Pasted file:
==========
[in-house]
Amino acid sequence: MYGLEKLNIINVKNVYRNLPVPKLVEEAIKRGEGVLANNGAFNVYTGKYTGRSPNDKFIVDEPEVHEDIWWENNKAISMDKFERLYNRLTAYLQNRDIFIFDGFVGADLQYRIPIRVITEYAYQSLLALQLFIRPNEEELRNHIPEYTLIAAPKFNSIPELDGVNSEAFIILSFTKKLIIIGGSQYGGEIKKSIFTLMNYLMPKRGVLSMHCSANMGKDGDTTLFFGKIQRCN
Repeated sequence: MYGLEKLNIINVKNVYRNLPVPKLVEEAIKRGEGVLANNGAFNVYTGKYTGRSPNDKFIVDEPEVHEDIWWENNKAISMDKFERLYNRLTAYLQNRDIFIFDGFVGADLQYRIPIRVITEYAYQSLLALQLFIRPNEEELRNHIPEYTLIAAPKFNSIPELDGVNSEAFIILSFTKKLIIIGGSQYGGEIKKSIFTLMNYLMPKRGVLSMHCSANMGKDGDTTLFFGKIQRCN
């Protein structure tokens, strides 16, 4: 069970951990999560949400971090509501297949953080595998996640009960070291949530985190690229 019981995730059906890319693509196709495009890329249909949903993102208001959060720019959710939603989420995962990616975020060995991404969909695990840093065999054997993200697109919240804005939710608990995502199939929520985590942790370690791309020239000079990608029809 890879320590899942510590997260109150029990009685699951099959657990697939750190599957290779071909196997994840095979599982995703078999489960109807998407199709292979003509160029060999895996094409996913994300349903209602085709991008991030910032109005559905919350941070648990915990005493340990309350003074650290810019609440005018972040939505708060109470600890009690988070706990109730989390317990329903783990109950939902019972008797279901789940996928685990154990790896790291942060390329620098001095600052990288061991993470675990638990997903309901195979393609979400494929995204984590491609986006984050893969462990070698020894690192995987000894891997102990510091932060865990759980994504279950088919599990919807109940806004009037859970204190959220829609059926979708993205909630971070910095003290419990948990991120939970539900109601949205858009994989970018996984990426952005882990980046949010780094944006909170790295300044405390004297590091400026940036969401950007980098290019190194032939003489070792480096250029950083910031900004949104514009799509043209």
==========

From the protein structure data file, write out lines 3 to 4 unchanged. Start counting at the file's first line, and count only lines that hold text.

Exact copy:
Repeated sequence: MYGLEKLNIINVKNVYRNLPVPKLVEEAIKRGEGVLANNGAFNVYTGKYTGRSPNDKFIVDEPEVHEDIWWENNKAISMDKFERLYNRLTAYLQNRDIFIFDGFVGADLQYRIPIRVITEYAYQSLLALQLFIRPNEEELRNHIPEYTLIAAPKFNSIPELDGVNSEAFIILSFTKKLIIIGGSQYGGEIKKSIFTLMNYLMPKRGVLSMHCSANMGKDGDTTLFFGKIQRCN
């Protein structure tokens, strides 16, 4: 069970951990999560949400971090509501297949953080595998996640009960070291949530985190690229 019981995730059906890319693509196709495009890329249909949903993102208001959060720019959710939603989420995962990616975020060995991404969909695990840093065999054997993200697109919240804005939710608990995502199939929520985590942790370690791309020239000079990608029809 890879320590899942510590997260109150029990009685699951099959657990697939750190599957290779071909196997994840095979599982995703078999489960109807998407199709292979003509160029060999895996094409996913994300349903209602085709991008991030910032109005559905919350941070648990915990005493340990309350003074650290810019609440005018972040939505708060109470600890009690988070706990109730989390317990329903783990109950939902019972008797279901789940996928685990154990790896790291942060390329620098001095600052990288061991993470675990638990997903309901195979393609979400494929995204984590491609986006984050893969462990070698020894690192995987000894891997102990510091932060865990759980994504279950088919599990919807109940806004009037859970204190959220829609059926979708993205909630971070910095003290419990948990991120939970539900109601949205858009994989970018996984990426952005882990980046949010780094944006909170790295300044405390004297590091400026940036969401950007980098290019190194032939003489070792480096250029950083910031900004949104514009799509043209």